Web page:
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Mad Scientists Are Right: Science Proves Lab Coats Make Your Smarter

Would the Lizard have been able to transform himself into a giant reptile without his snazzy lab coat? Would Dr. Horrible have built his freeze ray if he hadn’t kept his horrible duds bleached and starched? Does Hank McCoy really need to don a white coat over his blue fur in order to do science? According to a new study published in the Journal of Experimental Social Psychology, lab coats can boost your mental prowess — as long as you think you’re stepping into a scientist’s wardrobe.In the paper, titled “Enclothed Cognition,” Northwestern University professors Hajo Adam and Adam Galinsky explore the aphorism “the clothes make the man” by studying the psychological impact of wearing a lab coat. In their first experiment, Adam and Galinksy collected 58 undergrads, and gave half of the undergrads disposable white lab coats. The coats were not described to the subjects as lab coats; in fact, they were told that the coats had been used in an earlier round of study to protect the subjects from construction dust, and that they must wear the coats so that all subjects would look uniform.

Even without being specifically told that these were scientific lab coats, the act of wearing the coat seemed to have some brain-boosting benefit. The researchers administered a Stroop task, a test in which subjects are asked to look at a color word that was written in a different color than the word itself (the word “red” written in “green,” for example). The subjects wearing the lab coats made half as many errors as their less scientifically-attired brethren.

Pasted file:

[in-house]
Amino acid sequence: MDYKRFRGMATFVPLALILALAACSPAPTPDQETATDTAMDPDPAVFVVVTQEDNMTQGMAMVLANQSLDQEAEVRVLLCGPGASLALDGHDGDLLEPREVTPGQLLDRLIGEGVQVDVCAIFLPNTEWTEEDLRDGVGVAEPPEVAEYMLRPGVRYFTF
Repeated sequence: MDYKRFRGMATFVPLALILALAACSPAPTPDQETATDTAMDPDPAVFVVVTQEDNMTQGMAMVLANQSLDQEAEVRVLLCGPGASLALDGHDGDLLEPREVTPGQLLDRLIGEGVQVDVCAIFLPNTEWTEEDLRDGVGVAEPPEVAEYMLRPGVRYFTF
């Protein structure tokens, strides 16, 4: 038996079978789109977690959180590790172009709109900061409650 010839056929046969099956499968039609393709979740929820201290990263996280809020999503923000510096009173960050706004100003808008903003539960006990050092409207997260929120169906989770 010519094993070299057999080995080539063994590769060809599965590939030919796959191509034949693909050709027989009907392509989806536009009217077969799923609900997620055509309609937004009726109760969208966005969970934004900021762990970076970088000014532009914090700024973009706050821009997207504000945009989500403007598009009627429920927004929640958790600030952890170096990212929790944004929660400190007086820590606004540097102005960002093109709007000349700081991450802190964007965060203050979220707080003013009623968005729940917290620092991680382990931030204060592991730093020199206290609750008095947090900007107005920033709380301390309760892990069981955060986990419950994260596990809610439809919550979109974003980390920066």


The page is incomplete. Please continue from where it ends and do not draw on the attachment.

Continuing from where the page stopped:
But the second experiment suggested that the power of a simple white coat can actually be enhanced or diminished with just a few words. In a second experiment, Adam and Galinsky studied 99 volunteers. They gave identical white coats to two-thirds of the subjects, but of those, half were told that they were wearing a medical doctor’s coat and the other half was told they were wearing an artist’s coat for painting. The other subjects didn’t wear a white coat, but instead looked at a white coat laid out on a desk, were told it was a doctor’s lab coat, and were asked to write a short essay about what the lab coat means to them personally.

All of the subjects were given a picture search test, asked to identify four differences between two otherwise identical images. (Presumably, this was not the nudie version of the test you see in bars; otherwise, a velvet smoking jacket would have been more appropriate.) Subjects who had been told they were wearing doctors’ coats spotted more differences than subjects who thought they were in artists’ clothes. Subjects who had seen the coat and written the essay scored in between. The researchers believe that focusing on the experience of a doctor’s lab coat granted the wearers a sort of heightened attention:

“The main conclusion that we can draw from the studies is that the influence of wearing a piece of clothing depends on both its symbolic meaning and the physical experience of wearing the clothes,” Adam and Galinsky write. “There seems to be something special about the physical experience of wearing a piece of clothing.”

This certainly explains the wardrobe choices of fictional scientists — mad or otherwise — over the years. But, more importantly, have we finally opened the door to a study on the social psychological effects of wearing superhero underwear?

Via The Mary Sue

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